[iDC] Introduction

Jonah Brucker-Cohen jonah at coin-operated.com
Sat Jul 1 19:42:40 EDT 2006

Hi all -

I just wanted to write and introduce myself, although from the 
archive it appears that I already know a few people on this list. 
Still, Trebor asked me to write in and say a few words about my 
background, work, etc. as it relates to the "urban context" so 
hopefully I can add to the ongoing discussion here.

I'm currently finishing up my PHD dissertation in the Networking and 
Telecommunications Research Group (NTRG) at Trinity College Dublin on 
the topic of "Deconstructing Networks". I'm interested in networks in 
both their metaphorical and contextual relationship to popular 
culture and every day use/experience.  My work attempts to critically 
challenge and subvert accepted perceptions of network interaction and 

The primary research done in our research group is on developing new 
network protocols - such as 4G or "Ad-Hoc" networking systems that 
allow for dynamically reconfigurable networks to exist within densely 
populated urban centers. Basically, the protocols treat each 
individual device as a routing physical layer, thus these types of 
networks (in opposition to traditional cell phone systems for 
instance) alleviate the need for a centralized broadcast "tower" 
controlled by Telecom corporations.

This 'decentralized' approach to the infrastructure puts the control 
back into the individual device / and its owner and thus "disrupts" 
the typical commerce model of telecommunications control. So for 
instance, if I wanted to make a call to someone who was outside of my 
"radio range" (a typical 802.11 radio range would be about 30 meters 
with an "off the shelf" consumer model router), a 4G system would 
route my call through people's devices (otherwise known as "hops") 
until the call reached its final destination. Thus in an urban center 
this would work the best since for this type of network to work, it 
requires a high population density.

In my own work, I've been developing projects over the past few years 
that examine annd challenge how networks are used and disseminated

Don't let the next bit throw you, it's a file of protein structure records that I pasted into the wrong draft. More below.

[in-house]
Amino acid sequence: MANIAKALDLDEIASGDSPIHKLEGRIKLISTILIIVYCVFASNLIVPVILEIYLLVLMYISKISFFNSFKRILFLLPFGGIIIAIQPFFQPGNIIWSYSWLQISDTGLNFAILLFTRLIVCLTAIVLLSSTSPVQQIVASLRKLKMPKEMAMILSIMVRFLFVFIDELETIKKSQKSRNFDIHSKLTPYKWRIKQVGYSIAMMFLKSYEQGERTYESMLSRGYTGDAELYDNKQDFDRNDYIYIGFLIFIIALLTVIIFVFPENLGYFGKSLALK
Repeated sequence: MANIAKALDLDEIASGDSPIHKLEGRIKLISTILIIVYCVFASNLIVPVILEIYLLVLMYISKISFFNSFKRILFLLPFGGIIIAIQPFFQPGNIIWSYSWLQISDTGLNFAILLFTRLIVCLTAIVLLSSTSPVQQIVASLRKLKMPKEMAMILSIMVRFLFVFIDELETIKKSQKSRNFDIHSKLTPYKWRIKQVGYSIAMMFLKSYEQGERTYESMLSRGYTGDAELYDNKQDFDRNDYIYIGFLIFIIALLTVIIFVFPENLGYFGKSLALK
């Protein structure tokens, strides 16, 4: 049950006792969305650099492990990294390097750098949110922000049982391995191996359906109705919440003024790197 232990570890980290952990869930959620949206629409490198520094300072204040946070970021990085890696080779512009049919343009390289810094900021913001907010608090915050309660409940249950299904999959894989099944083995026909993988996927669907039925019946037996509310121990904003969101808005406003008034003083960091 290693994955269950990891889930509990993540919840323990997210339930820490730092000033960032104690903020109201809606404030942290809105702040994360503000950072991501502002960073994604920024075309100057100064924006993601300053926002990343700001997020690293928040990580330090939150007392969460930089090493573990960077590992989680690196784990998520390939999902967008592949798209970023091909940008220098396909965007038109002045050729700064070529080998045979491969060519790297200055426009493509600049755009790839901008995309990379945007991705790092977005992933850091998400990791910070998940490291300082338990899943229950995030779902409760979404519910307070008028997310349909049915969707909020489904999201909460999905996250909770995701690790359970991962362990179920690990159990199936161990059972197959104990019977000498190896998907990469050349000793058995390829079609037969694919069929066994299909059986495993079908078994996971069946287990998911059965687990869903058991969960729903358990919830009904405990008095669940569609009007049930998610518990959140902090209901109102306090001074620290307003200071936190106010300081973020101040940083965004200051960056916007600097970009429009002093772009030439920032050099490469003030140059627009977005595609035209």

across multiple technological platforms, communities, and modes of 
social engagement. In particular, I'm interested in how challenging 
these accepted uses and protocols can result in profound, 
interesting, and different ways of communicating between people in 
both local and disparate communities.

A collaborative project utilizing this 4G ad-hoc networking 
technology that I worked on with Katherine Moriwaki is called 
"Umbrella_net". This project examines how these networks can be 
linked to "chance", "coincidental", and situated occurances in urban 

UMBRELLA.net is a project exploring transitory or ad-hoc networks and 
their potential for causing sudden, striking, and unexpected 
connections between people in public and urban space. The project 
focuses on the theme of "networks of coincidence", or how shared, yet 
disconnected activities can be harnessed into collective experiences. 
UMBRELLA.net examines how the haphazard and unpredictable patterns of 
weather and crowd formation can act as an impetus to examine 
coincidence of need networks. In particular, when umbrellas are 
opened and closed in public space. The project will attempt to 
highlight these informal relationships by creating a system of ad-hoc 
network nodes that can spontaneously form and dissipate based on 
weather conditions.

URL:  http://www.undertheumbrella.net


Another example of a project of mine that directly relates to the 
connection between architectural space and its "virtual" counterpart 
or web space is "Alerting Infrastructure!" .


 From the project description:

"The project is a physical hit counter that translated hits to the 
website of an arts center into interior damage of the physical 
building. The focus of the piece is to amplify the concern that 
physical spaces are slowly losing ground to their virtual 
counterparts. The amount of structural damage to the building 
directly correlates to the amount of exposure and attention the 
website gets, thus exposing the physical structure's temporal 
existence. With each new virtual hit, the jackhammer slowly destroys 
the walls of the physical building. Since websites and virtual 
interfaces can garner an almost unlimited amount of "virtual hits" 
without showing any visible signs of decay or extended use, the 
project attempts to illustrate a fundamental reversal in role of 
physical spaces losing importance and relevance to their virtual 

More of my projects can be seen here:


Anyways, I just wanted to write in and introduce myself and my work. 
I'm looking forward to the discussions that follow.



blog:  http://www.coin-operated.com
projects and work: http://www.coin-operated.com/projects

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